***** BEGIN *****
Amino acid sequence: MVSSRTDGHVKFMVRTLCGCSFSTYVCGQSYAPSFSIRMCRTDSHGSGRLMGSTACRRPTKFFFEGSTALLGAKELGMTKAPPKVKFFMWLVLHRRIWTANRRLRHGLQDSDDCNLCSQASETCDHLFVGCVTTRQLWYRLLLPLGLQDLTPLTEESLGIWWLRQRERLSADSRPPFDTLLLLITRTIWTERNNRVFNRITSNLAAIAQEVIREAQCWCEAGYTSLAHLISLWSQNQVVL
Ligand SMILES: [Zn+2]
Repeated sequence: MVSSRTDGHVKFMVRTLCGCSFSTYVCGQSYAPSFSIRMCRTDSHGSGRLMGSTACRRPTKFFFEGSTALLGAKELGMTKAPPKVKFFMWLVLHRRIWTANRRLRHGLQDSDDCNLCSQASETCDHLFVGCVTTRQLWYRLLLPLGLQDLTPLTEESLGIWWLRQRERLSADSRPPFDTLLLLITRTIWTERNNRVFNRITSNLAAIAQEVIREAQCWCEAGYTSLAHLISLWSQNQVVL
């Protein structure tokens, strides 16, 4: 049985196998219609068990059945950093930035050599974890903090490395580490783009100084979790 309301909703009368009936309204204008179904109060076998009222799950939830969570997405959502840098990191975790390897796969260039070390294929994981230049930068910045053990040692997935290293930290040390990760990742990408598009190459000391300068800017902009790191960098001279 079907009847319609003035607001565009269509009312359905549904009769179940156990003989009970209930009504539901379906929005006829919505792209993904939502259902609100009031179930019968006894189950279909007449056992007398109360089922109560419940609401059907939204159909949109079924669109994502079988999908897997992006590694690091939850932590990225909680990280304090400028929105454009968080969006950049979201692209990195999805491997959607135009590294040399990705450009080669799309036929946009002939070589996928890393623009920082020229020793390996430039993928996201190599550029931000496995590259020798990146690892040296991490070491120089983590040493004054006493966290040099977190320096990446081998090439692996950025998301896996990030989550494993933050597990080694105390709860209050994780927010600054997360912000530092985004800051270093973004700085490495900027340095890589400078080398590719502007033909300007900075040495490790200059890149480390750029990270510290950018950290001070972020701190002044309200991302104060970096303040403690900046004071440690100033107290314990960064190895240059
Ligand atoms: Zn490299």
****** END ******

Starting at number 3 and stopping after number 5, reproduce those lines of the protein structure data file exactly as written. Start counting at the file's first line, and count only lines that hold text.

Repeated sequence: MVSSRTDGHVKFMVRTLCGCSFSTYVCGQSYAPSFSIRMCRTDSHGSGRLMGSTACRRPTKFFFEGSTALLGAKELGMTKAPPKVKFFMWLVLHRRIWTANRRLRHGLQDSDDCNLCSQASETCDHLFVGCVTTRQLWYRLLLPLGLQDLTPLTEESLGIWWLRQRERLSADSRPPFDTLLLLITRTIWTERNNRVFNRITSNLAAIAQEVIREAQCWCEAGYTSLAHLISLWSQNQVVL
């Protein structure tokens, strides 16, 4: 049985196998219609068990059945950093930035050599974890903090490395580490783009100084979790 309301909703009368009936309204204008179904109060076998009222799950939830969570997405959502840098990191975790390897796969260039070390294929994981230049930068910045053990040692997935290293930290040390990760990742990408598009190459000391300068800017902009790191960098001279 079907009847319609003035607001565009269509009312359905549904009769179940156990003989009970209930009504539901379906929005006829919505792209993904939502259902609100009031179930019968006894189950279909007449056992007398109360089922109560419940609401059907939204159909949109079924669109994502079988999908897997992006590694690091939850932590990225909680990280304090400028929105454009968080969006950049979201692209990195999805491997959607135009590294040399990705450009080669799309036929946009002939070589996928890393623009920082020229020793390996430039993928996201190599550029931000496995590259020798990146690892040296991490070491120089983590040493004054006493966290040099977190320096990446081998090439692996950025998301896996990030989550494993933050597990080694105390709860209050994780927010600054997360912000530092985004800051270093973004700085490495900027340095890589400078080398590719502007033909300007900075040495490790200059890149480390750029990270510290950018950290001070972020701190002044309200991302104060970096303040403690900046004071440690100033107290314990960064190895240059
Ligand atoms: Zn490299």